Art & Identity in New Orleans

HNRS 109 Spring '18

Lulu White

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The salacious history of Storyville is a prime example of unusual components combining in a way they only could in an area as varied and incomprehensible as New Orleans. Storyville was the center of legalized prostitution in New Orleans from 1897 to 1917, sanctioned by New Orleans City Council to regulate both the rampant drug and sex trade throughout the city.  This red-light district, which encompassed sixteen square blocks, existed in a sort of grey area of laws, morals and social customs. This allowed it to serve as a place of prosperity for women willing to work in such a seedy industry. One of the most renowned of these women was Lulu White.

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(Lulu White’s mug shot, 1918)

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Lulu White, born Lulu Hendley in Selma, Alabama, was an infamous brothel madam and businesswomen. She settled in Storyville in 1880 and quickly gained a reputation for her extravagant costuming, charm and eccentric personality.  She referred to herself as the “Diamond Queen,” and regularly told varied tales of her origins. She often claimed to have been born in the West Indies and to have “no drop of American Negro blood,” though it has been noted by historians that she was most likely 1/4th black or biracial and the daughter of enslaved Africans. With aid from her many wealthy and well-connected clients, she established one of the most luxurious brothels in operation, Mahogany Hall, that was set apart in its lavish decoration and modern amenities such as steam heating and hot running water. The construction of the building cost around 40,000 dollars at the time which would be equal to almost 1,000,000 dollars today. The extravagance of Mahogany Hall inspired countless songs such as Louis Armstrong’s Mahogany Hall Stomp. The 1934 Paramount film Belle of the Nineties starring Mae West is also said to be based on Lulu White during her time as Madam at Mahogany Hall.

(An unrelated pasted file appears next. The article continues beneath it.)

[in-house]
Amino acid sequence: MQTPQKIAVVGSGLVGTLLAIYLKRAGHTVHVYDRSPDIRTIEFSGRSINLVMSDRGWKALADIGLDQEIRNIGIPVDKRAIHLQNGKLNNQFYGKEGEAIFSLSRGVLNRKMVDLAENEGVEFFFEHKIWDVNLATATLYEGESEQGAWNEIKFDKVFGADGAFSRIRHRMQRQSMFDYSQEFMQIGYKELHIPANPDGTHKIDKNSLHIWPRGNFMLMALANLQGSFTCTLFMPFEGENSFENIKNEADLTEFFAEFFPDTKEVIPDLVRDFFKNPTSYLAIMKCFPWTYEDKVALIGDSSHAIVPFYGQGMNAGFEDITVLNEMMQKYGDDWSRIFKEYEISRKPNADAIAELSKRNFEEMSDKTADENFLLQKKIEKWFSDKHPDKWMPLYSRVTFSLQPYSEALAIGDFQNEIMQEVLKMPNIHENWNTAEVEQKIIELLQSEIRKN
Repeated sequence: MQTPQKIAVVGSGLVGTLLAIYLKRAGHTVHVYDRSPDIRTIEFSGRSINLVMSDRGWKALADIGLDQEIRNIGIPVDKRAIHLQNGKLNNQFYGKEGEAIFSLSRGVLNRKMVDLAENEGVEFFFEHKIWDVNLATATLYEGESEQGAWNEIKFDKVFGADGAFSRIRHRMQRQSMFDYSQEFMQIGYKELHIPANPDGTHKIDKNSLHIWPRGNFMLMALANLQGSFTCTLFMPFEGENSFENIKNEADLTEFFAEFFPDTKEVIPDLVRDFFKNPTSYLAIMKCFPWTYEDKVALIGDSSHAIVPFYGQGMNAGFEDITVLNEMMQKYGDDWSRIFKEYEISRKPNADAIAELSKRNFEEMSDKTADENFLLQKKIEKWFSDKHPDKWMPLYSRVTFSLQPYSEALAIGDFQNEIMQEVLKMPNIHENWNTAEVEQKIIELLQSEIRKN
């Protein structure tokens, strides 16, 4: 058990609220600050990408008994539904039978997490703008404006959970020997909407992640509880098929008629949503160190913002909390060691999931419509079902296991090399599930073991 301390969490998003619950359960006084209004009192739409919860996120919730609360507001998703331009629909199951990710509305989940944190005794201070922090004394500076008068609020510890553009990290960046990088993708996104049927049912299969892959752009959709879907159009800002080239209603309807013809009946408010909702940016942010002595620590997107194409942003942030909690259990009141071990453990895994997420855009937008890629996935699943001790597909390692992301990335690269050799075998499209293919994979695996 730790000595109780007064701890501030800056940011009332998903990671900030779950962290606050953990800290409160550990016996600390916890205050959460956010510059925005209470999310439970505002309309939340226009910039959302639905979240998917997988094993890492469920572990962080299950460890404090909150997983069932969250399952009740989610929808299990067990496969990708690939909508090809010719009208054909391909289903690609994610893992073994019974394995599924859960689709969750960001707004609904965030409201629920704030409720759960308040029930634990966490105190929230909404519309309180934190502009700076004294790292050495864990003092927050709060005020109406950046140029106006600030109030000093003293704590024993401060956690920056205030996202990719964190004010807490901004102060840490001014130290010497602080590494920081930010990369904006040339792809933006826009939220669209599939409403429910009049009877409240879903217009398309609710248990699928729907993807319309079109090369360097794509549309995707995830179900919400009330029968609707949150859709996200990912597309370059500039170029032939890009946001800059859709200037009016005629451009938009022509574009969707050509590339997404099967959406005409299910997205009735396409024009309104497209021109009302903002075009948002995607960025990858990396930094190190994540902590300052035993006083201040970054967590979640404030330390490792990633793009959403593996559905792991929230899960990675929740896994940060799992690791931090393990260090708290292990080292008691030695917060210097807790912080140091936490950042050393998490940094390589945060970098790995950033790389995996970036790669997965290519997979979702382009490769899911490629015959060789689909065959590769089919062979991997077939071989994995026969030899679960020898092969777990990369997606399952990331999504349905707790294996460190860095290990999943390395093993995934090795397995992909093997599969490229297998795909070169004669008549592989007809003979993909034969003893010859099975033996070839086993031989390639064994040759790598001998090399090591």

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                         (One of Mahogany Hall’s lavish parlors)

 

Mahogany Hall was known as the premiere “colored” brothel due to Lulu’s reputation of housing beautiful “mulatto” and “octoroon” women and was highly prosperous before the devastation of sexually transmitted diseases such as Syphilis slowed business and quickened the eventual closing of Storyville. Lulu White herself lost the vast amount of her fortune in bad business ventures and eventually left New Orleans with little more than what she came with.

6 Comments

  1. How did segregation affect prostitution in cities like New Orleans?

    • Segregation affected prostitution in New Orleans by sanctioning where prostitutes of color could live and the race of the people they could serve. Black and white prostitutes could not live in the same house and men of color were usually not accepted as clients in white brothels.

  2. What are some other brothels that were present during this time? And why is Lulu White’s such a popular one compared to the others?

    • Lulu White’s brothel was so popular due to the grand appearance of the building and the beauty of the women she housed. I haven’t been able to find the names of other specific brothels but I know there were a lot that rivaled Mahogany Hall.

  3. Was the closing of Storyville a result of the outbreak of diseases? Or was it state/federally mandated?

    • The outbreak of diseases was the not the sole cause of the closing of Storyville although it did play a part in the decision. It was a state-mandated closure, and one of the biggest reasons was World War I and the influx of soldiers in the area.

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